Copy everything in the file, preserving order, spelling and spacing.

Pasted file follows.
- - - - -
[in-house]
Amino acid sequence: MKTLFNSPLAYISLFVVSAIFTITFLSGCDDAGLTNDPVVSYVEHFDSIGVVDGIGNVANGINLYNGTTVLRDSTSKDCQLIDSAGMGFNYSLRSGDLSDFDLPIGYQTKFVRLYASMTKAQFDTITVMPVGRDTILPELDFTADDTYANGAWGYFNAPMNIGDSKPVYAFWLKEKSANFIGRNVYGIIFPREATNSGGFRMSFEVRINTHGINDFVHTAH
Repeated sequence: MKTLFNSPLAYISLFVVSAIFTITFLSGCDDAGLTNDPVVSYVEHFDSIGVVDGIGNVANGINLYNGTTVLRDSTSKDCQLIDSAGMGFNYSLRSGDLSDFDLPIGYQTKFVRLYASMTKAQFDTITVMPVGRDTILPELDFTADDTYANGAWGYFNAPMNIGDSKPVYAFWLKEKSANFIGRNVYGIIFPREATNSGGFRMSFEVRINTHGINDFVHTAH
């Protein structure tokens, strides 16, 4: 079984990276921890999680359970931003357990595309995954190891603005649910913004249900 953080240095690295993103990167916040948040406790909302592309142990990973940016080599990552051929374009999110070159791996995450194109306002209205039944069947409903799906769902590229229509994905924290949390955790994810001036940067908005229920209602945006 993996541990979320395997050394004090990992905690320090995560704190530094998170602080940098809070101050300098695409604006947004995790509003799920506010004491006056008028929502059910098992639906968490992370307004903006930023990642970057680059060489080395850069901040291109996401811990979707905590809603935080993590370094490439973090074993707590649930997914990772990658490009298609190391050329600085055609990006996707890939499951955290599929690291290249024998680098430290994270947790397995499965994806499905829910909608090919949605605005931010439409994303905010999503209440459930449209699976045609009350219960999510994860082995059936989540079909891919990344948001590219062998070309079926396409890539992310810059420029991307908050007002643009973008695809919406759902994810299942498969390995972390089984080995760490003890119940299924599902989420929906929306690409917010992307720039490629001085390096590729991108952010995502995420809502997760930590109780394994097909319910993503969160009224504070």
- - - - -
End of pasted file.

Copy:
[in-house]
Amino acid sequence: MKTLFNSPLAYISLFVVSAIFTITFLSGCDDAGLTNDPVVSYVEHFDSIGVVDGIGNVANGINLYNGTTVLRDSTSKDCQLIDSAGMGFNYSLRSGDLSDFDLPIGYQTKFVRLYASMTKAQFDTITVMPVGRDTILPELDFTADDTYANGAWGYFNAPMNIGDSKPVYAFWLKEKSANFIGRNVYGIIFPREATNSGGFRMSFEVRINTHGINDFVHTAH
Repeated sequence: MKTLFNSPLAYISLFVVSAIFTITFLSGCDDAGLTNDPVVSYVEHFDSIGVVDGIGNVANGINLYNGTTVLRDSTSKDCQLIDSAGMGFNYSLRSGDLSDFDLPIGYQTKFVRLYASMTKAQFDTITVMPVGRDTILPELDFTADDTYANGAWGYFNAPMNIGDSKPVYAFWLKEKSANFIGRNVYGIIFPREATNSGGFRMSFEVRINTHGINDFVHTAH
């Protein structure tokens, strides 16, 4: 079984990276921890999680359970931003357990595309995954190891603005649910913004249900 953080240095690295993103990167916040948040406790909302592309142990990973940016080599990552051929374009999110070159791996995450194109306002209205039944069947409903799906769902590229229509994905924290949390955790994810001036940067908005229920209602945006 993996541990979320395997050394004090990992905690320090995560704190530094998170602080940098809070101050300098695409604006947004995790509003799920506010004491006056008028929502059910098992639906968490992370307004903006930023990642970057680059060489080395850069901040291109996401811990979707905590809603935080993590370094490439973090074993707590649930997914990772990658490009298609190391050329600085055609990006996707890939499951955290599929690291290249024998680098430290994270947790397995499965994806499905829910909608090919949605605005931010439409994303905010999503209440459930449209699976045609009350219960999510994860082995059936989540079909891919990344948001590219062998070309079926396409890539992310810059420029991307908050007002643009973008695809919406759902994810299942498969390995972390089984080995760490003890119940299924599902989420929906929306690409917010992307720039490629001085390096590729991108952010995502995420809502997760930590109780394994097909319910993503969160009224504070």